Wednesday, July 14th, 2021

Luke Hemmings – Starting Line

Reluctantly crouched in his solo debut…


[Video]
[5.12]

Wayne Weizhen Zhang: This shattered all expectations that I had of a song by the former frontman of 5 Seconds Of Summer. “Starting Line” most obviously borrows from Harry Styles’ post-boy-band, soft-pop rockstar drag, but at moments it invokes the romanticism of vintage Coldplay, the Peter Pan syndrome of Fall Out Boy, and the cinematic lustre of M83. “I’m missing all these memories/Maybe they were never mine,” Luke Hemmings croons. The sound of youth discovering its own mortality never ceases to sound thrilling and pure. 
[7]

Tobi Tella: I think the context actually helps this one: discovering the secret that you can release solo music without breaking up the band and sending the 14-year-olds against you. I can buy that a member of everyone’s second-favorite mid-2010s boy band would feel this way, and this framing makes feeling better an immediate life-or-death issue. But as a whole, this is too schlocky. Maybe it’s his overwrought performance, or the strange Mario jumps he’s doing in the music video, but there’s something on the page that the music doesn’t live up to.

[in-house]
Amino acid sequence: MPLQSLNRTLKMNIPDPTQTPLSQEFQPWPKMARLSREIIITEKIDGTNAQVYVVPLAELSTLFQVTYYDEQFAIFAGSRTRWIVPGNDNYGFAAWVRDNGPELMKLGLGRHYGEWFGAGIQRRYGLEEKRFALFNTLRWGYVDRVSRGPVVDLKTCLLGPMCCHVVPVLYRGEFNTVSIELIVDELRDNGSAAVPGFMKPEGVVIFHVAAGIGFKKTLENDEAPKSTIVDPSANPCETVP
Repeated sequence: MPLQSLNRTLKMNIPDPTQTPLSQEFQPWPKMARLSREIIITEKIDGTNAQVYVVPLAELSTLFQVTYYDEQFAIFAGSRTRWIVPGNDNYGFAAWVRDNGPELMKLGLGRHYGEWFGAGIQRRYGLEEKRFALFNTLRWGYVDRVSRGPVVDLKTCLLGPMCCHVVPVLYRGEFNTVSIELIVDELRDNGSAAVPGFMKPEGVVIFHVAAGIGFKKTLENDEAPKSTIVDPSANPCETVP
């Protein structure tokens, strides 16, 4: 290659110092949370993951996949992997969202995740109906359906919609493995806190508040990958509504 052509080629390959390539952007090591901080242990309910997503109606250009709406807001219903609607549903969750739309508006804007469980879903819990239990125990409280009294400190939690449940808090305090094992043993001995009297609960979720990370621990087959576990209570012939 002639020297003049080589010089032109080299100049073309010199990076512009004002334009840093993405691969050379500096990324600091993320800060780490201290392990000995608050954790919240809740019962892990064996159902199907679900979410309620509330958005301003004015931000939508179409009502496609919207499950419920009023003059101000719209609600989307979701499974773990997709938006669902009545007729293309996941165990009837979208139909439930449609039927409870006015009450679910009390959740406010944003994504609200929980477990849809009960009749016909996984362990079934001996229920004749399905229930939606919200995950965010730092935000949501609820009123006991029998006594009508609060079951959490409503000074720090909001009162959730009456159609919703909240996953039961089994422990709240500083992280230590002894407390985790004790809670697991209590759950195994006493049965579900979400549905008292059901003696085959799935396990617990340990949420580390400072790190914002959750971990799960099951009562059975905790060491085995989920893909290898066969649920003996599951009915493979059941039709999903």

[5]

Harlan Talib Ockey: What if Pink Floyd’s “Time” was an insurance commercial?
[3]

Nortey Dowuona: Luke’s sickly pastel voice crackles between the synths and soft, pliant piano. Then the tumbling bass and rushing drums come to a halt in the eye of the storm. The strings smother the light, and Luke chases the sunlight amid neatly tucked guitars, anguish shaken from his voice. His legs pump with the drums, and he is freed, speeding into the sun, blind and excited, speeding past the sunspots, the solar flares, and the core, and into the —
[8]

Ian Mathers: It’s weird that this kind of has the structure (if not necessarily all the sonics) of an early Bloc Party song, right? But that kind of throws what’s unimpressive here into sharper relief: Kele Okereke is a distinctive and powerful vocalist, whereas you could sub Hemmings out for what feels like a dozen or two other current singers and not really notice. That’s not a fatal flaw — the well-worn structure is the focus — but it does mean that “Starting Line” falls into the bucket of songs I wouldn’t hit the skip button on but would never seek out.
[5]

Katherine St Asaph: The surging finale is much better than the lilting ballad before it, which flaunts its obvious melodic template like the least secret of chords. But in its defense, it gave me a beautiful revelation: “She looks so perfect standing there in her American Apparel underwear” fits the meter of “Hallelujah.”
[5]

Mark Sinker: Some of the backdrop ornament and riffage is pretty enough, but once you hear Hemmings’ big noisy snatched intake of breath — for example just after a minute in — you dread the chesty bellow that’s about to follow, and then you can’t stop hearing the same snatch over and over as the volume rises.
[4]

Oliver Maier: All of this bombast in service of what? Melodies that slide off the brain on contact, another nice boy to take you to the same firework show you see every year. Towering and absolutely pointless.
[4]

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